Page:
Her attitude was inspirational to his work. Should he have asked her along for this trip? She surely would have been thrilled to have been included, though there might have been some stress—innocently unintentional. Their relationship had remained professionally asexual. Passion was exhausted in their shared work. Both seemed satisfied with how this partnership had organically self-assembled. Probably for the better not to risk extended time together at such a place. After further musing, the note was replaced so he could later imagine finding it for the first time; he had done this before with her mementos.
A picture slipped out of the lid pocket. It was of Claire, from that first afternoon, one of his favorites. She must have put it in the case after they got back from her gig early yesterday morning. The hour they had gotten in had him exhausted. In contrast, she had been totally wired, which is the state he’s come to expect after a show. She was teasing him on the drive home, saying he was a naughty boy to be away from her; he was going to be left in a state of utter exhaustion that would require days of intensive spa-ing to recover from. Soreness would keep her in mind—a reminder to him not to be so distracted by all that nude flesh as to forget hers. He had assured her that could never happen. She had assured him she wasn’t going to take any chances. And after they arrived at his flat, she was good to her word.
Repacking the kit in the trunk before the hotel, sore muscles served in reminder—an adjustment also proved necessary.
Séverine was late leaving work. That’s how it was. One trivial thing begat another trivial thing, begat another. Before it had begun, the day was gone, lost to interruptions. But the morning’s planned tasks remained untouched.
“Such is my life,” she complained. “Always the crush before a holiday.”
Holiday! Was she crazy? How could the time off be afforded?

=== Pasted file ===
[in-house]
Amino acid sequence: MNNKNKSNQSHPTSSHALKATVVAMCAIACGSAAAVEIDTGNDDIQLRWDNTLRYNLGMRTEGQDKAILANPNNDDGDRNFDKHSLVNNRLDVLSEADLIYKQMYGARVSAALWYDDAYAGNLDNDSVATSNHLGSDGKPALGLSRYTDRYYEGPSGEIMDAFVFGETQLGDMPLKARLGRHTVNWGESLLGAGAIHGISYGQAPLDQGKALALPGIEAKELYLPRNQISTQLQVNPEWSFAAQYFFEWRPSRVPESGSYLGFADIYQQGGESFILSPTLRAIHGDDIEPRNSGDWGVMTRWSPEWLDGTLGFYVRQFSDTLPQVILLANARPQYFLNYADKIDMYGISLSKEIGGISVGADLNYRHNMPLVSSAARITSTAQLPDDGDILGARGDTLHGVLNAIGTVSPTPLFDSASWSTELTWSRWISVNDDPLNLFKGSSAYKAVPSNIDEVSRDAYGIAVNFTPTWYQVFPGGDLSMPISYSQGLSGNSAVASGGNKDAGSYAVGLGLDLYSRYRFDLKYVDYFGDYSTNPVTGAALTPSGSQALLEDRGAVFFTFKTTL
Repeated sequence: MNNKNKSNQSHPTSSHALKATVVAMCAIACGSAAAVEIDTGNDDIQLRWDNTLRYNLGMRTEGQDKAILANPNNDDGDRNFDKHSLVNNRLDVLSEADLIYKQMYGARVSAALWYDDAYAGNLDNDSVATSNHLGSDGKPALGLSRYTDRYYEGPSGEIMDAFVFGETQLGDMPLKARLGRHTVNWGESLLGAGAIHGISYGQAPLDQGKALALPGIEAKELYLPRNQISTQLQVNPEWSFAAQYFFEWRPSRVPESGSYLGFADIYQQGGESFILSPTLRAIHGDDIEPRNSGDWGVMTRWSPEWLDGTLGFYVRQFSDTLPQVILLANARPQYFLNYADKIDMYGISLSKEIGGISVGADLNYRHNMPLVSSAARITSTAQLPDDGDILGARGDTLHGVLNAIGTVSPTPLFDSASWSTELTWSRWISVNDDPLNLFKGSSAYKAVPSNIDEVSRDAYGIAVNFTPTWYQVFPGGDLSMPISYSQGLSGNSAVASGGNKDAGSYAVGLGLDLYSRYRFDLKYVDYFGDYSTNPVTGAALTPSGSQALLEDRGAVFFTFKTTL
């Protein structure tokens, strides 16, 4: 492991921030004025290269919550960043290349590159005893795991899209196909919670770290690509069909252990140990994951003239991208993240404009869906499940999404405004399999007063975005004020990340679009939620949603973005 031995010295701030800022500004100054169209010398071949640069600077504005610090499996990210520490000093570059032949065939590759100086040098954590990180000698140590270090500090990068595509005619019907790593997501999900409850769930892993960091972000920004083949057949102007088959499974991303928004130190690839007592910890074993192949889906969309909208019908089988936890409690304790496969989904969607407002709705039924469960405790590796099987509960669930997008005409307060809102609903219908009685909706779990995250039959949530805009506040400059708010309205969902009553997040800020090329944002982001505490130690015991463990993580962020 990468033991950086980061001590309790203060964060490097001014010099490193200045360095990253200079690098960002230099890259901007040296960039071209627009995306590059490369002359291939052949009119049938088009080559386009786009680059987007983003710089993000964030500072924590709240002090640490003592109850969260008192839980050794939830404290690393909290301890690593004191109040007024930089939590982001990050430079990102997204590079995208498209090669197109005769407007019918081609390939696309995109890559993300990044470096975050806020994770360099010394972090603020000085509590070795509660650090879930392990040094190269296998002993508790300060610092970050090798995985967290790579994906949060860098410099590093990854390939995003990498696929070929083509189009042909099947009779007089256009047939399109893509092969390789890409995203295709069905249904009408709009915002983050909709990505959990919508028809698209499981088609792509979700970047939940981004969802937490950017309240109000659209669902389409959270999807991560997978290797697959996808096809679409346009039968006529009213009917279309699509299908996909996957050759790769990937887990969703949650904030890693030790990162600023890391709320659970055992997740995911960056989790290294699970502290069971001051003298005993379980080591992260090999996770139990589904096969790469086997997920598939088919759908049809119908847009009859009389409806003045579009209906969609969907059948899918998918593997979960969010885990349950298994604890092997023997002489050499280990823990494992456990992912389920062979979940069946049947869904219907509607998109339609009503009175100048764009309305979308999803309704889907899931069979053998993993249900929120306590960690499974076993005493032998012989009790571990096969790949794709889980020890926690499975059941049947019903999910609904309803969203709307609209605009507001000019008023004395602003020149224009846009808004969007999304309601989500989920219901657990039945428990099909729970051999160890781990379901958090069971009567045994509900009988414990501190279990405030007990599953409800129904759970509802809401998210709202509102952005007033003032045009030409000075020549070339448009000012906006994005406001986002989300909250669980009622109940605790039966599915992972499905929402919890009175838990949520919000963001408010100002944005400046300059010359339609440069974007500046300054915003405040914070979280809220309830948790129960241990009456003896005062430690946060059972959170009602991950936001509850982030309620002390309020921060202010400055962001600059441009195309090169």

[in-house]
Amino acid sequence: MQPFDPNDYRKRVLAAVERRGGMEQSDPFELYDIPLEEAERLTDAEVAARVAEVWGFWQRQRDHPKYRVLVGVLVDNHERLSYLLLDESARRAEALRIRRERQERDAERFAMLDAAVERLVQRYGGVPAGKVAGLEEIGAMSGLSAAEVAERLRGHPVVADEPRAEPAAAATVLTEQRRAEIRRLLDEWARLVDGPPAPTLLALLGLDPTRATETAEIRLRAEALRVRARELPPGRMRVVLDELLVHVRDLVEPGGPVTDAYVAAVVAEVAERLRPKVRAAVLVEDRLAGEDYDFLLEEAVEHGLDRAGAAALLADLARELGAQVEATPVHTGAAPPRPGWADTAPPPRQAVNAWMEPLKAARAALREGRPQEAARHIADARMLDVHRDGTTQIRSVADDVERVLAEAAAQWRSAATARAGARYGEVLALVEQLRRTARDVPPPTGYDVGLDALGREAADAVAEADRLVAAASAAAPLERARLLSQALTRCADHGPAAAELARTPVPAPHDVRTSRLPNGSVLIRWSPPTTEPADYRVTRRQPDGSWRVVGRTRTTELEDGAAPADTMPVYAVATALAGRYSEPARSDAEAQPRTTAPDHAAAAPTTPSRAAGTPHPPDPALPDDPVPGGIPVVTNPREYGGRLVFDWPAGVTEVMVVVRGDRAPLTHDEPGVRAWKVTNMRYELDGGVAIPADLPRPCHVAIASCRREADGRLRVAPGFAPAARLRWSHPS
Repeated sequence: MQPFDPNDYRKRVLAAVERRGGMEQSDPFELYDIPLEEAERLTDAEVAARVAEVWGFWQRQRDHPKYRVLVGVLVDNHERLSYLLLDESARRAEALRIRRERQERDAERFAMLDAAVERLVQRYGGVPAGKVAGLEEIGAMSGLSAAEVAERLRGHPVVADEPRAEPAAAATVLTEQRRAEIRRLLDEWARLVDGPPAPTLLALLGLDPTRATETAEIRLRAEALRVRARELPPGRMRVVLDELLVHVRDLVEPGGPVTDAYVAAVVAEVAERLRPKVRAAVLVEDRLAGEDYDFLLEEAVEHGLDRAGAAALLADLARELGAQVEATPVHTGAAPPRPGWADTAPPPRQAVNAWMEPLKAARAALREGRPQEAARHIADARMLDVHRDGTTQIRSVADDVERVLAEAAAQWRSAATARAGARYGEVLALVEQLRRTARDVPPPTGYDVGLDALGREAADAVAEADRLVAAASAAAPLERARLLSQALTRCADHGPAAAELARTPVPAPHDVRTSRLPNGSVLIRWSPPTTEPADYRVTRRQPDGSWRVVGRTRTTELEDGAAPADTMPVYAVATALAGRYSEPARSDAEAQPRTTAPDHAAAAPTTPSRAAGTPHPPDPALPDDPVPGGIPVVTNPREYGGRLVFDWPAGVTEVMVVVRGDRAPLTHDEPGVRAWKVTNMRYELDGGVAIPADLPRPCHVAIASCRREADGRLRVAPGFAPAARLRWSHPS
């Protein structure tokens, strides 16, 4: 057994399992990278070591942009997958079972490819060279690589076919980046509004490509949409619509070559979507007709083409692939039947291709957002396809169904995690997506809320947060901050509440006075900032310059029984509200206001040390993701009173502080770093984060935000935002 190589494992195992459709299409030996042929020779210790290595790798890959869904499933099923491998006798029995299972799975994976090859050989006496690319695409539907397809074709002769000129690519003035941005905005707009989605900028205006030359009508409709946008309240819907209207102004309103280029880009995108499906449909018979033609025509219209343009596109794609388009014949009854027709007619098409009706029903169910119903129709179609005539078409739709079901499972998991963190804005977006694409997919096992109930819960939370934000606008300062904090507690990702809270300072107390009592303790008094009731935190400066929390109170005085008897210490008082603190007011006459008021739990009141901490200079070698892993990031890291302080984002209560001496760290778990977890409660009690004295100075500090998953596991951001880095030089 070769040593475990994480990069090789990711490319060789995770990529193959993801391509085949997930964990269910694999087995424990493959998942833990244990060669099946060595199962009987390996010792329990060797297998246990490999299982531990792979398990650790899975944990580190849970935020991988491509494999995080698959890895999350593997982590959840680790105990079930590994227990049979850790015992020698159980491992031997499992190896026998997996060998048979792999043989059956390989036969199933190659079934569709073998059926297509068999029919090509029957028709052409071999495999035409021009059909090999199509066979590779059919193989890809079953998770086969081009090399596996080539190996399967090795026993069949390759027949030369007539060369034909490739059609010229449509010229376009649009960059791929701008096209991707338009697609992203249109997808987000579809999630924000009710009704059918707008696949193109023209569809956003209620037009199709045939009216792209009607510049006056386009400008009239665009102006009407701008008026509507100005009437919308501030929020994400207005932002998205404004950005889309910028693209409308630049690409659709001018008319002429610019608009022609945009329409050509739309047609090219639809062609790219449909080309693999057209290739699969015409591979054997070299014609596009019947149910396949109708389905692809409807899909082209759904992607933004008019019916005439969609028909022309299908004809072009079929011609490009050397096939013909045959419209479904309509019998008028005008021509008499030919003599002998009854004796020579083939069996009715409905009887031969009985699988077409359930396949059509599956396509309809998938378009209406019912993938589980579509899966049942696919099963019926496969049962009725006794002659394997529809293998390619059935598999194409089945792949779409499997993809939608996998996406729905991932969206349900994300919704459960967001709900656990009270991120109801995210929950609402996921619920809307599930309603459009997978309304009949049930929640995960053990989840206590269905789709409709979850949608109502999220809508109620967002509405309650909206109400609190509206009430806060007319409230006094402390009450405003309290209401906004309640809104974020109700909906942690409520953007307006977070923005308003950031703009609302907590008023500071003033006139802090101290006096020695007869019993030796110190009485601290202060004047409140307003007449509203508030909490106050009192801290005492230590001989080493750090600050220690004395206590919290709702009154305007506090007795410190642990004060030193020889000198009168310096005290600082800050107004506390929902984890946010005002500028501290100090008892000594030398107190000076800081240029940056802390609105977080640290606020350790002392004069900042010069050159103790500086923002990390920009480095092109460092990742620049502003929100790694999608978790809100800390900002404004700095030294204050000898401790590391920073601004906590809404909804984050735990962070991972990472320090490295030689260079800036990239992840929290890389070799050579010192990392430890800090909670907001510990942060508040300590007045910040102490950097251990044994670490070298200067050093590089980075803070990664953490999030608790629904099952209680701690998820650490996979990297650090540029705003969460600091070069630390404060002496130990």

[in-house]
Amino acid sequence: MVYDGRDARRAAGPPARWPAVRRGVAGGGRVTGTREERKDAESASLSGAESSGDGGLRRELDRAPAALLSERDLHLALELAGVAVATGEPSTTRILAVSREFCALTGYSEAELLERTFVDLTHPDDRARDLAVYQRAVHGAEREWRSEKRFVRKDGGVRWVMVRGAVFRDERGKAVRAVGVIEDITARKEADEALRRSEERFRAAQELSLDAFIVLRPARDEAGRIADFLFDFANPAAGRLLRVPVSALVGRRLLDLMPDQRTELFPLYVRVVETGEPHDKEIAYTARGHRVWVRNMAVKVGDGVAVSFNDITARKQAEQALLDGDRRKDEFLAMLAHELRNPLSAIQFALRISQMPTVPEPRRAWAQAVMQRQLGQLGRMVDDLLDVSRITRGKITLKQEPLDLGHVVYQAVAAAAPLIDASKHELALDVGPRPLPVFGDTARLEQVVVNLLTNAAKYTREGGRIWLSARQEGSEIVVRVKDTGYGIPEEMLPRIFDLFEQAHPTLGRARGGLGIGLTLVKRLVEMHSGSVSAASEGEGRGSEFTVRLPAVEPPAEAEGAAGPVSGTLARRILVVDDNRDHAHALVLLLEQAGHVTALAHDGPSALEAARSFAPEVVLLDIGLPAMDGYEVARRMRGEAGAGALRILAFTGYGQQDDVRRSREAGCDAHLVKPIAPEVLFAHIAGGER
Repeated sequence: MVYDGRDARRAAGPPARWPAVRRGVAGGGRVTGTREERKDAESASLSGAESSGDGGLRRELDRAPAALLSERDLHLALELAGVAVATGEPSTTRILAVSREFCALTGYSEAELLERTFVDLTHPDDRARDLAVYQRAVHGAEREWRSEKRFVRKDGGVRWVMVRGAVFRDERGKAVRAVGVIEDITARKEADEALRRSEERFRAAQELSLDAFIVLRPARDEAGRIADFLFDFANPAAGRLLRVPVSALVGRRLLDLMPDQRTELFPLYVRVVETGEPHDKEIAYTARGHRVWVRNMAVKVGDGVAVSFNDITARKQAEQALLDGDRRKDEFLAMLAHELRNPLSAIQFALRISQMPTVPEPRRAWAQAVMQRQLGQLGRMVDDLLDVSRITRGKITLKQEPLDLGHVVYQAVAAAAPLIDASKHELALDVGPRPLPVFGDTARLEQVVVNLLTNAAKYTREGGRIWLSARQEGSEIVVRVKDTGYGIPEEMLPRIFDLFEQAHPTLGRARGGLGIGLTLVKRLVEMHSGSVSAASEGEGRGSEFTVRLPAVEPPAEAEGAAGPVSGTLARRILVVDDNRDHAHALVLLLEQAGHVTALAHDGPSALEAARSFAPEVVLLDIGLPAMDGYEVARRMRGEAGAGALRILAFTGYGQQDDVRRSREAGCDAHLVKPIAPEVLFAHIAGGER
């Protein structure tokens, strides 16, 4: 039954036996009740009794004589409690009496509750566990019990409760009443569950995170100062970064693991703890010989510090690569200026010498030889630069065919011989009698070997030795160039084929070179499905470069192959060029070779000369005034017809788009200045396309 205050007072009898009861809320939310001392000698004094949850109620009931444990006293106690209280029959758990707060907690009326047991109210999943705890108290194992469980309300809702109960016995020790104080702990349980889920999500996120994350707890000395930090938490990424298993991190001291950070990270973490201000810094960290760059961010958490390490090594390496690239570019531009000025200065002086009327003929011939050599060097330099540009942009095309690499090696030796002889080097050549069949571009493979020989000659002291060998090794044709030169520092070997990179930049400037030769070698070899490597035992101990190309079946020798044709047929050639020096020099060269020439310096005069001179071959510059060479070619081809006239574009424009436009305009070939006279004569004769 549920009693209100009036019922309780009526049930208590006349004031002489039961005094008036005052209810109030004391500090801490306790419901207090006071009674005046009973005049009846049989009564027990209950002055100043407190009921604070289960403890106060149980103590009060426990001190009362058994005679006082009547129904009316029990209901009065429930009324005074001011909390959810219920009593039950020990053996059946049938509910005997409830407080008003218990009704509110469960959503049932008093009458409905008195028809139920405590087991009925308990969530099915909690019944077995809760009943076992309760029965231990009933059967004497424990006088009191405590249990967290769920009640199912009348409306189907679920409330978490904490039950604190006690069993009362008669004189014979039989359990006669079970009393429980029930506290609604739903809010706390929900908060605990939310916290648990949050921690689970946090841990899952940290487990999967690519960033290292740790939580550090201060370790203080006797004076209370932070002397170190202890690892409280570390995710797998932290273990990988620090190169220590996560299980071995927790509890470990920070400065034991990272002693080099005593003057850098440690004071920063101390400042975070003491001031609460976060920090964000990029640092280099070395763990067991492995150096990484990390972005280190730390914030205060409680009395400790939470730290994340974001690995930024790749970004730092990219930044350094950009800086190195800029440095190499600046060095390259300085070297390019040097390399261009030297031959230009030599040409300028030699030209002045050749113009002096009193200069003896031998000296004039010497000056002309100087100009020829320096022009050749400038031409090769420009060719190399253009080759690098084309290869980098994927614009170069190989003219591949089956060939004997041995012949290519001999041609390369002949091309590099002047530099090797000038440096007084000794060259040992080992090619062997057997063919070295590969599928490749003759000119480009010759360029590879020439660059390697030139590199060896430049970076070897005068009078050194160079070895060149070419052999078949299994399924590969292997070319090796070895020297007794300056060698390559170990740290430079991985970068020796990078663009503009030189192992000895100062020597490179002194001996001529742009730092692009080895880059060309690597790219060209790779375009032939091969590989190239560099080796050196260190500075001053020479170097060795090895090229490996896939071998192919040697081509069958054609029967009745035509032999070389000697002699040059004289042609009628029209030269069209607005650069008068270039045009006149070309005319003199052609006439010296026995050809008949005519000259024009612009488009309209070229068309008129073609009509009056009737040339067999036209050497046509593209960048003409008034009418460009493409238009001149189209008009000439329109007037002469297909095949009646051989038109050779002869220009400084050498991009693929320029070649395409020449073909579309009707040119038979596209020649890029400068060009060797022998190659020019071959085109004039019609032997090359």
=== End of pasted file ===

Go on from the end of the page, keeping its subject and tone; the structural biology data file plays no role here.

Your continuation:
The manager grinned at her when she tried to duck out, waving for her from the conference room. On the other side of a glass wall, at the end of a long table, he stood beside a tech who was sweating over a laptop.
“Remember, I am letting you off on the condition that you remain accessible were we to have any issues that require to be sorted out before your return.”
His convoluted words gave her pause at the doorway. She stared at him blank-faced.
He continued, “Come in. We’ve got this brand new laptop all loaded up for you, don’t we?”
“Don’t we?” He bumped at the seated man.
The tech nodded affirmative as he pushed back from the table. He said simply, “Done,” and left the room.
“Credentials and all. Everything you will need”—she was about to shut him down, but thought better of it—“were we to need your, shall we say, diligent expertise.”
Instead of what she had wanted to say, she suppressed herself. “Fine. Whatever.”
Closing the lid and sliding it into a bag, she started out the door, mumbling, “The weight of a burden is more than a sum of its parts.”
He called after her, “Please check your mail, at least daily. Have a nice holiday. Take advantage of the spa facility. I hear it is wonderfully rejuvenating. Not that you need that, rejuvenating, of course.”
He laughed at his joke.
She gritted her teeth while walking to the train: that she had allowed herself into this trap, and suffered his sugary words. The situation was at an impasse, leaving her at a loss how to control it. There were no advances of a sexual nature with their office relationship. That took away a slight advantage she had used with others in the past. The tease was a go-to over men and women—not that she ever delivered. With this man though, it didn’t matter; he remained banally asexual. “There must be something. With everybody there is always a something. Keep observing. One day, boss, I will figure you out. You will be owned.”
“The metro is crowded,” she grumbled to herself, as no seat was free and none were offered. “Why all the people so late at night?”
She chose to stand by a pole, pressed in with the bodies. The tram was underway now—moving about. A probing feel of her ass began. Unmistakable. It started at her hip and moved, circling inward. Her darting hand caught the lingering miscreant. Twisting at the fingers, a bone popped. Above the background carriage noise, a stifled groan was heard. The satisfied smile that crossed her face radiated the first joy felt that day.